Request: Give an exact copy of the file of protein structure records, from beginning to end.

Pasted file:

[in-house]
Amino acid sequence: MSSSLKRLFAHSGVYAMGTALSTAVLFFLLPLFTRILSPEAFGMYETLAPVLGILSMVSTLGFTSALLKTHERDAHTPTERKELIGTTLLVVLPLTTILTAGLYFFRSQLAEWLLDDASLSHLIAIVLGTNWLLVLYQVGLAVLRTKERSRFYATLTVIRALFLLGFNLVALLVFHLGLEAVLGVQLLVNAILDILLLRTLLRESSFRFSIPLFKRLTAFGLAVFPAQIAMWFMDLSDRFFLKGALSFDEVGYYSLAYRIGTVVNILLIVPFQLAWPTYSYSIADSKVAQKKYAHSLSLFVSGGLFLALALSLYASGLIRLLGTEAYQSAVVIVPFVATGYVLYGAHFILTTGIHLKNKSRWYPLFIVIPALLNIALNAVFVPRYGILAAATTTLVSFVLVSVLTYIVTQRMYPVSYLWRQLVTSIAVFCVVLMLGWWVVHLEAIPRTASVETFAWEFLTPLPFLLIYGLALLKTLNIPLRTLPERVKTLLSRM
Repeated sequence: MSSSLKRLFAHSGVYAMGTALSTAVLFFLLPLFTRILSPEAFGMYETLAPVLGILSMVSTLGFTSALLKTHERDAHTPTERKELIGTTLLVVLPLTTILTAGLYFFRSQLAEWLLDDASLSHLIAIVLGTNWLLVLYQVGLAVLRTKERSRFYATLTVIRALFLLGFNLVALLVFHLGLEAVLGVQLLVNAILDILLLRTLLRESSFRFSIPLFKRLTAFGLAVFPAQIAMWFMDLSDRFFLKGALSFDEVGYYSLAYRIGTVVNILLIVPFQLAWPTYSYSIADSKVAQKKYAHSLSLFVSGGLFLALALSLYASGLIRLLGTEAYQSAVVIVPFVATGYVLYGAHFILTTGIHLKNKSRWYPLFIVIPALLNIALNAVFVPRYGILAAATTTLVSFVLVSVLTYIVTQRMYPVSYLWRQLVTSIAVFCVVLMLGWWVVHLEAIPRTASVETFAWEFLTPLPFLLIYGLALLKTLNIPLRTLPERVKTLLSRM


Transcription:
[in-house]
Amino acid sequence: MSSSLKRLFAHSGVYAMGTALSTAVLFFLLPLFTRILSPEAFGMYETLAPVLGILSMVSTLGFTSALLKTHERDAHTPTERKELIGTTLLVVLPLTTILTAGLYFFRSQLAEWLLDDASLSHLIAIVLGTNWLLVLYQVGLAVLRTKERSRFYATLTVIRALFLLGFNLVALLVFHLGLEAVLGVQLLVNAILDILLLRTLLRESSFRFSIPLFKRLTAFGLAVFPAQIAMWFMDLSDRFFLKGALSFDEVGYYSLAYRIGTVVNILLIVPFQLAWPTYSYSIADSKVAQKKYAHSLSLFVSGGLFLALALSLYASGLIRLLGTEAYQSAVVIVPFVATGYVLYGAHFILTTGIHLKNKSRWYPLFIVIPALLNIALNAVFVPRYGILAAATTTLVSFVLVSVLTYIVTQRMYPVSYLWRQLVTSIAVFCVVLMLGWWVVHLEAIPRTASVETFAWEFLTPLPFLLIYGLALLKTLNIPLRTLPERVKTLLSRM
Repeated sequence: MSSSLKRLFAHSGVYAMGTALSTAVLFFLLPLFTRILSPEAFGMYETLAPVLGILSMVSTLGFTSALLKTHERDAHTPTERKELIGTTLLVVLPLTTILTAGLYFFRSQLAEWLLDDASLSHLIAIVLGTNWLLVLYQVGLAVLRTKERSRFYATLTVIRALFLLGFNLVALLVFHLGLEAVLGVQLLVNAILDILLLRTLLRESSFRFSIPLFKRLTAFGLAVFPAQIAMWFMDLSDRFFLKGALSFDEVGYYSLAYRIGTVVNILLIVPFQLAWPTYSYSIADSKVAQKKYAHSLSLFVSGGLFLALALSLYASGLIRLLGTEAYQSAVVIVPFVATGYVLYGAHFILTTGIHLKNKSRWYPLFIVIPALLNIALNAVFVPRYGILAAATTTLVSFVLVSVLTYIVTQRMYPVSYLWRQLVTSIAVFCVVLMLGWWVVHLEAIPRTASVETFAWEFLTPLPFLLIYGLALLKTLNIPLRTLPERVKTLLSRM